Just in time for Halloween, the ancient, Native American legend of the La Brea Tar Pits in Los Angeles comes to life for the first time ever as a motion picture. 23ABC's Kristin Vartan has more about this independent thriller and how it can be a precursor for a close-by, socially-distanced excursion to the actual tar pits for locals.
The kids of Kern County may be used to discovering the wonders of the animal kingdom right in their backyard at the Buena Vista Museum of Natural History. For the star, co-writer director of the upcoming film, "Tar," that childhood pilgrimage was to the La Brea Tar Pits in Los Angeles, as he grew up right outside of the city.
"I loved Indiana Jones, and thought this was a real-life Indiana Jones archeological dig place," said Aaron Wolf. "I wanted to be a filmmaker, actor and archaeologist all in one."
Well in a way Wolf was able to, pun intended, "excavate" the mystery that is so alive in Los Angeles.
"It has more of that family push and pull of family coming together, all around this crazy world of the La Brea Tar Pits," explained Wolf of his movie "Tar." "And this Native American legend of a creature underneath the that when awoken by man comes up and attacks."
And it is man's decision to build a subway beneath the City of Angels that stirs the archaic being of the tar, putting characters like Zach, played by Wolf, and Carl, portrayed by oscar-nominated Graham Greene, in a very "sticky" and scary situation.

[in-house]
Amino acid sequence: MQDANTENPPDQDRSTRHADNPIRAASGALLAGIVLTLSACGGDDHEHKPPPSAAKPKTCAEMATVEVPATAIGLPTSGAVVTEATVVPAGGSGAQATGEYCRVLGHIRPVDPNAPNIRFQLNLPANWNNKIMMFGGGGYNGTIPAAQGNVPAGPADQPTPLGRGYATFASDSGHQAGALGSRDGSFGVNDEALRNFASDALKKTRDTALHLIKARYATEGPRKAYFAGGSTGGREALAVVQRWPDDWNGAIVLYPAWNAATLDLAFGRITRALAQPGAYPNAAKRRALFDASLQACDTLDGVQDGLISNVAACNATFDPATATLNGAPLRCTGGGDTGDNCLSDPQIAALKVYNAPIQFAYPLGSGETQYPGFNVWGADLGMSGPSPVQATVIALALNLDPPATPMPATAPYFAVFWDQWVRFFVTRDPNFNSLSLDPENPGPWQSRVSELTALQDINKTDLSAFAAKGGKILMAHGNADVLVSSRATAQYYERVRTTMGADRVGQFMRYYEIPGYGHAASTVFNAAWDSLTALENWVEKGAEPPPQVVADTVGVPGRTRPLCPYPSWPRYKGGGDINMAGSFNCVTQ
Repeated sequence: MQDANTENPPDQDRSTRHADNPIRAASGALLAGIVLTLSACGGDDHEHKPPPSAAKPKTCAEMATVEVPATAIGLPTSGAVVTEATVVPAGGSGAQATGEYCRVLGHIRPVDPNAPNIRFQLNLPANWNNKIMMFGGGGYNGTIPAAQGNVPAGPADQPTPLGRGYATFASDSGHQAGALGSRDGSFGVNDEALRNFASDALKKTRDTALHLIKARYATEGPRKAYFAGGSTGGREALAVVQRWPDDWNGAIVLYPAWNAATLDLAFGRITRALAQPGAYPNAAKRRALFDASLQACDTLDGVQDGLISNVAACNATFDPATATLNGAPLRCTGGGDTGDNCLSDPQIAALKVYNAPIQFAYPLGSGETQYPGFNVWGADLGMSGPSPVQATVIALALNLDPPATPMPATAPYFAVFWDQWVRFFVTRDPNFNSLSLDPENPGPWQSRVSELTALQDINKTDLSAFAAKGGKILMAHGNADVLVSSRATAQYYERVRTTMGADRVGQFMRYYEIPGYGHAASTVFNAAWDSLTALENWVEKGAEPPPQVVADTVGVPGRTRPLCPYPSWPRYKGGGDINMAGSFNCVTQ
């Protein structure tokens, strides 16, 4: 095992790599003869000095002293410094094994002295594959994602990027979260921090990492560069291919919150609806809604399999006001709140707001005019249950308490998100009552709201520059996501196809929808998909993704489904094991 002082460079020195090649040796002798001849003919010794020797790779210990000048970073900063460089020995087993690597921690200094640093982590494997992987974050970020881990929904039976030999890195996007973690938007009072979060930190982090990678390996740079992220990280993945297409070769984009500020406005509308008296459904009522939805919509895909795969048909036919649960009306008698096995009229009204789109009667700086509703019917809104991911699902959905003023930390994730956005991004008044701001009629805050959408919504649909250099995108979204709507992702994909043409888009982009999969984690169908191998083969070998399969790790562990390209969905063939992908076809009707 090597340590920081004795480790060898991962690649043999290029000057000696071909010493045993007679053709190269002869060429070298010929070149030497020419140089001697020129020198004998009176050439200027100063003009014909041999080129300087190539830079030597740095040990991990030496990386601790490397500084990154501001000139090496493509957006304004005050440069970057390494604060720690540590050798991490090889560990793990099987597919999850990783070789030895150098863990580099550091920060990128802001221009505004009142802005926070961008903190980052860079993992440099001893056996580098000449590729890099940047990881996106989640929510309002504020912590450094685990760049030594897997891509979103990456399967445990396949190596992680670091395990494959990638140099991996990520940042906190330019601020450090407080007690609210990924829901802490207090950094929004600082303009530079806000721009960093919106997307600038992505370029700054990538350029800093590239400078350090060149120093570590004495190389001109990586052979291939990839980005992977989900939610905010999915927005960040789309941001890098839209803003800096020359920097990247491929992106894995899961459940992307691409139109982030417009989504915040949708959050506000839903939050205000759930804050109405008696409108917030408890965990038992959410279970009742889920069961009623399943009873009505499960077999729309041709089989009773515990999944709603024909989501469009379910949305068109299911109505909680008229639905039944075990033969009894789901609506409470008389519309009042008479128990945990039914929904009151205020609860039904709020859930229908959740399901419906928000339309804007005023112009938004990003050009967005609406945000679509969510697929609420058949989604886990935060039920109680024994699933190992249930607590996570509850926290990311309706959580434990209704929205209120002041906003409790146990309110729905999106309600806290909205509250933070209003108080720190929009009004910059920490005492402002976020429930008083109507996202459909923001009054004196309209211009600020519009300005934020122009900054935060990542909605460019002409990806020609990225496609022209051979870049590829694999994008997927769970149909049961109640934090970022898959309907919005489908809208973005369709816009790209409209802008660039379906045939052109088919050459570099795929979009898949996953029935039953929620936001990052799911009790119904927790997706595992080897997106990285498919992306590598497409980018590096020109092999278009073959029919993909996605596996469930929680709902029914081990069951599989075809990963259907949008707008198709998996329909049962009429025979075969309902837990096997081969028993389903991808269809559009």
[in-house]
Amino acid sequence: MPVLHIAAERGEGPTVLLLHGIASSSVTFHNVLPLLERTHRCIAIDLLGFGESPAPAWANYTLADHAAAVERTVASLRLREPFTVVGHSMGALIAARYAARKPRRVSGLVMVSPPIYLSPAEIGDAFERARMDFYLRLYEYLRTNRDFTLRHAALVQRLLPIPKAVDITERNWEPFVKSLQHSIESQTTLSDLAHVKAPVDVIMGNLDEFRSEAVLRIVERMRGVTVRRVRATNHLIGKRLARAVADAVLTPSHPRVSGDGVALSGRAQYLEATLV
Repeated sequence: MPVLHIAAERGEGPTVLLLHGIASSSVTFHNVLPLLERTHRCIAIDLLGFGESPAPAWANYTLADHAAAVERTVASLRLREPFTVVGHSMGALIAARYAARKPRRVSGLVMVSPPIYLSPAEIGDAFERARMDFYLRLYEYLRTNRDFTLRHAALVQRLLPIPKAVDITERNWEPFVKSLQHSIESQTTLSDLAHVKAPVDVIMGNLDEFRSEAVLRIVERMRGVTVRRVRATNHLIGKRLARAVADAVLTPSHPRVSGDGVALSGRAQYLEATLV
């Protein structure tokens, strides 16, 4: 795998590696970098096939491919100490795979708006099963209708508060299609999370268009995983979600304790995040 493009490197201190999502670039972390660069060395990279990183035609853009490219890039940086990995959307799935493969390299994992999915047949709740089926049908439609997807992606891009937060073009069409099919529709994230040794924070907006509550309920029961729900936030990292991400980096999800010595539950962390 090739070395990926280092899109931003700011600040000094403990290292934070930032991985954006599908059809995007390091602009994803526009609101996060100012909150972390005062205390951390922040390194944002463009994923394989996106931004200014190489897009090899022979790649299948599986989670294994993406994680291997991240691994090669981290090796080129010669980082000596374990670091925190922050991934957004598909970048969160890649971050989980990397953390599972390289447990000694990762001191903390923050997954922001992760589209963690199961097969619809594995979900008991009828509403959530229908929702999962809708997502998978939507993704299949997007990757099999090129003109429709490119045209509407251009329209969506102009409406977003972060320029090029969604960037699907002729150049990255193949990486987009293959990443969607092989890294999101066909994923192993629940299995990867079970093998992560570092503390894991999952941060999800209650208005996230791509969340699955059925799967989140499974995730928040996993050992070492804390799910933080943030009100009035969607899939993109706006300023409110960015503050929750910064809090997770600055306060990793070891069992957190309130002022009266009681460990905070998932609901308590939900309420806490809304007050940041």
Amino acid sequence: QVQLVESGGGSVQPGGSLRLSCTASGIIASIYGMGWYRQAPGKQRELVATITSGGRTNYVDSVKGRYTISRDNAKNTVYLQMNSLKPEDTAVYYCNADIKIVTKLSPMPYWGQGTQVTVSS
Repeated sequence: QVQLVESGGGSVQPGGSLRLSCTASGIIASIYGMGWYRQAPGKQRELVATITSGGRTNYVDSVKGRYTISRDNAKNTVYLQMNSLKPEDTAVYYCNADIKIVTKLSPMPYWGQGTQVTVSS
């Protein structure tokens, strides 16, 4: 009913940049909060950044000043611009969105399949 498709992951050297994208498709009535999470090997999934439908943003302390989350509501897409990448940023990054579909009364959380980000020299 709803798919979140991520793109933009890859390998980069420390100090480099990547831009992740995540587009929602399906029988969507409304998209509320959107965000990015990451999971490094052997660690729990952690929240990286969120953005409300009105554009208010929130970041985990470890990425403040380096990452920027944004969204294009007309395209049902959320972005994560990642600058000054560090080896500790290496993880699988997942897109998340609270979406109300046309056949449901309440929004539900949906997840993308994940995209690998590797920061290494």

"We need things like this right now. We need to be able to escape, have fun, laugh, have a few scares, and learn about a world in a time when we're all going through something absolutely insane, and we could have never predicted."
And in the age of the pandemic, an unforeseen plot line coincides with the sign of the times: the importance of a family and a small business staying together to survive.
"I root for the person who's running against all odds to make it. We have a small production company here."
For Wolf, this is personal. "Tar" is the second film he and his production company, Wolf Productions made set on Wilshire Boulevard that follows his mantra of "telling stories about things I know."
The first being a documentary called "Restoring Tomorrow," about a Jewish temple, only blocks from the tar pits.
"My family came from Nazi Germany. My grandfather escaped, so I've always felt like I root for the underdog."
"Tar" is in theaters right now, but for those who'd prefer to catch it at home, it's available on-demand and digital starting October 20th.